That’s very true. Even though you guys deserve the longevity, it’s surprising nonetheless.
Like, none of my neighbors know the name of the band. They’ve asked me so many times about it, so maybe we’re not quite so much of a household name anymore, but I feel good about that. It’s a piece of why we’ve been able to still make records for the people who do appreciate what we do. We’d gotten to a level of success of, like, Fall Out Boy, and hey, they’re still here too. I just think that too much fame and success can destroy a band. It can destroy what you stand for.
I love the trajectory of our career. I wouldn’t change one thing about it. I’m proud of it. Maybe in a different universe or another dimension, Coheed did become the biggest band in the world, and maybe I died and Claudio became a pop star or the head of a boy band [laughs]. Who knows?
The Pop Star Thing
It’s funny to image that. The pop star thing, not your death.
Yeah, I could really see that. When I look at how this arc has happened, I really wouldn’t change a thing. I don’t know what that means necessarily, but it’s how I feel.
I remember that when I started college in 2005, one of my friends had the Coheed and Cambria emblem on his backpack. That was before I really knew about the band. The image stuck with me, though, and wanted to know more. Then we watched “The Suffering” music video and tried to learn how to play it. That’s really one of my first memories of college.
That’s what I’m talking about, man. To be associated with something like that is fantastic. A ton of my memories are associated with music. I can hear a song I haven’t heard in years and I can almost smell my youth. It’s such a powerful reflection. It can take your breath away. It’s not a sad feeling, but it’s so powerful. For example, the song “Manic Monday” by The Bangles. I’ve told people this before, but I feel like people don’t believe me when I say that I can taste my first kiss when I hear that song. It was with a girl named Susan Schrader and we must’ve been playing it on vinyl. I was, like, six-years-old. Childhood friends. Someone told us what a French kiss was, so we tried it [laughs]. I remember being grossed out by it; I wasn’t ready for that at that age.
I hadn’t heard the song in over 20 years but then one day it came on the radio and it was like going into a time machine. It’s like my brain pulled up that file and focused on how gross it felt. This must be such a ridiculous and hilarious story.
Yeah, it is, but I totally see what you mean. I’ve had many experiences like that, especially when I finally see a band live when I never thought I would. It evokes such weird sensations and memories.
It’s exciting, man. It reminds me of how powerful music can be, to hear you say that you associate Good Apollo with your first semester in college.
Yeah. In fact, I used to write for the school newspaper and then I decided to branch out into other publications. Of course, I needed to send in a sample review to get hired, and I’m pretty sure that my first official review for that first site was of No World for Tomorrow. No bullshitting.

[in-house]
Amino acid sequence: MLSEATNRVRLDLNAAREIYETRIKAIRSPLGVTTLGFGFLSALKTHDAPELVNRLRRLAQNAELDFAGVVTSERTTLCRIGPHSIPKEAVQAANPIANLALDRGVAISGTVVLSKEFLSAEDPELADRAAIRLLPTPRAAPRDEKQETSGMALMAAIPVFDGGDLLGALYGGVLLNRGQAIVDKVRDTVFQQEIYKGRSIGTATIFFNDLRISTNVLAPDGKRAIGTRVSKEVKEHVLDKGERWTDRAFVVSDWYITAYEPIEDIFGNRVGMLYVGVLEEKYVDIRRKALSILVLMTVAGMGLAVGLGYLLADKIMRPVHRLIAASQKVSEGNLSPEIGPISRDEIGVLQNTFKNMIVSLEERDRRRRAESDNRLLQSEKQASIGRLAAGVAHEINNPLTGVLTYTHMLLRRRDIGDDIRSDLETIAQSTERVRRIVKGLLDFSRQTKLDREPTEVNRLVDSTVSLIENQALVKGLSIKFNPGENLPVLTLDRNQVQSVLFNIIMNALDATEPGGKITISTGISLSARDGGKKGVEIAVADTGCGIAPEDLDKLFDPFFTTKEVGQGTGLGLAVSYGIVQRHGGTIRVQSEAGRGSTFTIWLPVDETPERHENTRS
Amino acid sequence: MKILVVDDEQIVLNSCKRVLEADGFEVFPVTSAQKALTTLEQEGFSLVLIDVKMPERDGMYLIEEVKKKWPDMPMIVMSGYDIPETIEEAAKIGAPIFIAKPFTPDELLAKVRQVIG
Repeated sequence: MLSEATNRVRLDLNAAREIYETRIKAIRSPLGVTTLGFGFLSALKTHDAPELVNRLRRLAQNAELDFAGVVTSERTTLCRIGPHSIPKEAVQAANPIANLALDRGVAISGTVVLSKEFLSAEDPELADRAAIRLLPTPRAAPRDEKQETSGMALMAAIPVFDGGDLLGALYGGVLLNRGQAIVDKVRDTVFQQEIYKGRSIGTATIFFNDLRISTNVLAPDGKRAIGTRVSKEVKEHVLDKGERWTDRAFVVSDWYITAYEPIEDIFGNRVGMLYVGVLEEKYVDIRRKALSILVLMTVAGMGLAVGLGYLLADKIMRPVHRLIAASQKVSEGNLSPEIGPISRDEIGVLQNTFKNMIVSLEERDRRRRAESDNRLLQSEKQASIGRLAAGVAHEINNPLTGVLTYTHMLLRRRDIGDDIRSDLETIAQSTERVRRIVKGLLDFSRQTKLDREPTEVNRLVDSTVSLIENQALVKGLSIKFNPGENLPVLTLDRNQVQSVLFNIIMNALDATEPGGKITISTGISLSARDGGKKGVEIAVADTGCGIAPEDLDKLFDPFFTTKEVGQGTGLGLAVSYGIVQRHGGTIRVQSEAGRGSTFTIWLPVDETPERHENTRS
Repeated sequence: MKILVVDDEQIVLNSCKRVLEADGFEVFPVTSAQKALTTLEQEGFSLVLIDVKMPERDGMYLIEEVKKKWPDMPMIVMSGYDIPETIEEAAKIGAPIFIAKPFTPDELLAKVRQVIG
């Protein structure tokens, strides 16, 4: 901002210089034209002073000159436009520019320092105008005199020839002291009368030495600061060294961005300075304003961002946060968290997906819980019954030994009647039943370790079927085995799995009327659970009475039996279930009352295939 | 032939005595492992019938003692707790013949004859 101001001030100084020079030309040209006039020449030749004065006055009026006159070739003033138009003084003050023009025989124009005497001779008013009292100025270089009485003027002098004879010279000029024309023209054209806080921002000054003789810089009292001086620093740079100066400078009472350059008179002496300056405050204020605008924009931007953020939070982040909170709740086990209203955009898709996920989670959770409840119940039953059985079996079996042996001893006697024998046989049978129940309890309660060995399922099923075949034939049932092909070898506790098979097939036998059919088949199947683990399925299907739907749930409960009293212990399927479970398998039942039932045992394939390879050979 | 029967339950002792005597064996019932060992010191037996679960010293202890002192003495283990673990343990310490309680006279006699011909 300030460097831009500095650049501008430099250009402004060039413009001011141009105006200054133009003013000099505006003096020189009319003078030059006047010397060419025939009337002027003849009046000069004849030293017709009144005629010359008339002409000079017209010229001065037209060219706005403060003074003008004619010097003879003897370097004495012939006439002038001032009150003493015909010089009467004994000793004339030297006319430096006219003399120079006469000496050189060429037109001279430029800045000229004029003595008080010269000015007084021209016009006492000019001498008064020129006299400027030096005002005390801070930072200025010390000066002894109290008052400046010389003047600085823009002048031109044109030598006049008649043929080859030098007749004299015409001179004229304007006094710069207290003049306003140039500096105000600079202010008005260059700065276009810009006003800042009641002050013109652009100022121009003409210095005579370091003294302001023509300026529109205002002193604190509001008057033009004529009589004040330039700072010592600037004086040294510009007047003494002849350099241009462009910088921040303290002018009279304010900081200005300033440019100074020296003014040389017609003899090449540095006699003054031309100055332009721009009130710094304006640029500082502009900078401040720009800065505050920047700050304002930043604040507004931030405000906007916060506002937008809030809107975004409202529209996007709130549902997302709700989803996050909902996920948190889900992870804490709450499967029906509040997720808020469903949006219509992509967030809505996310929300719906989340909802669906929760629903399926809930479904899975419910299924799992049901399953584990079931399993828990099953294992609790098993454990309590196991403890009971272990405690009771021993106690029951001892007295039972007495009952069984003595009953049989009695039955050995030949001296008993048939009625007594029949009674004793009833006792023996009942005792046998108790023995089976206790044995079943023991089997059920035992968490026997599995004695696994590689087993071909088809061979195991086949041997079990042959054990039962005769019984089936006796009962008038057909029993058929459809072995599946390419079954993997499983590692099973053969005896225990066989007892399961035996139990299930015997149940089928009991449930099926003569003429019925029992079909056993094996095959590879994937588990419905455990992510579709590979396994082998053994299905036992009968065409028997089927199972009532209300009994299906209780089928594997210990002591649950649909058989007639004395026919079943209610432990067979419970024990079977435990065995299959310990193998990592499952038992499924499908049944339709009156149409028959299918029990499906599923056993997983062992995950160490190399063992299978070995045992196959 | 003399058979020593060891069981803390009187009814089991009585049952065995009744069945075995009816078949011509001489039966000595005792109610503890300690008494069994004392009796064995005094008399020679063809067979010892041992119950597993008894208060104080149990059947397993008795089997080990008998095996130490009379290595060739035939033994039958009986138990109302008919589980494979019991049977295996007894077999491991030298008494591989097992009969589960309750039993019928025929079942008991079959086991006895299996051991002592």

Awesome. It’s like we’re intertwined, dude.
Yeah, it’s all a part of a great plan or something. So moving away from the band, what are you listening to these days?
Going back to what we were saying before, I’m always rediscovering stuff I liked when I was into as a kid, like Led Zeppelin and The Police. As far as recent stuff, do you know that last Panic! at the Disco record? What’s it called?
Too Weird to Live, Too Rare to Die! To be honest, I wasn’t really big on that album. I love Pretty. Odd., though.
I try to not do what we don’t want people to do to us. When you mention a band like that, I think a lot of people just brush them off as “some emo crap”. I know you don’t think like that, and I don’t either, but I think a lot of people do. I try to let go of any preconceived notion that I have about any band. If you like, say, Hawthorne Heights, then so be it. Guess what? I do like some of their songs. Anyway, I’m talking about the second to last Panic! album, after the guitarist [Ryan Ross] left and it was just Brendon Urie and Spencer Smith.
Oh, Vices & Virtues.
Yeah, it’s totally all about ‘80s synth pop. That’s an incredible record. I really like Pretty. Odd., too.
I’ve been defending that one for years. It’s their Sgt. Pepper.
I know tons of musicians who just write it off as emo garbage. Like, do you want people to think like that about your band? Dare I say, I think I’ve trained myself to not do that. I’ll judge something based on its musical merits alone. Panic! is a great band. When we made “Peace to the Mountain”, I was thinking Pretty. Odd. the whole time. Even though it was clearly a huge nod to The Beatles, it’s still so classy and sophisticated. It was a really respectful nod to them, and you know what?
We’re all ripping something off. We’re all a product of our influences, so if you’re going to do it, rip-off the best. That’s why we rip-off Pink Floyd all the time [laughs]. Nah, not really.
Anyway, I was worried about how Vices and Virtues would sound after the line-up change, but it really nails the new wave vibe. Each of their first three records are insanely different. I know that the old Panic! manager, who left to manage the ex-members’ new band, The Young Veins, wanted them to get back together, but obviously they didn’t.
Now it’s literally just Brenden Urie, I think.
Yeah. Other than them, I like Iron and Wine. I can’t think of anything that’s super current. I listen to a lot of hip-hop. I love Kendrick Lamar. He’s a genius. He must be crazy, too, like a lot of brilliant people are. He must be out of his mind but in the best way. He’s representing Compton in a way we’ve never really heard before at this artistic level.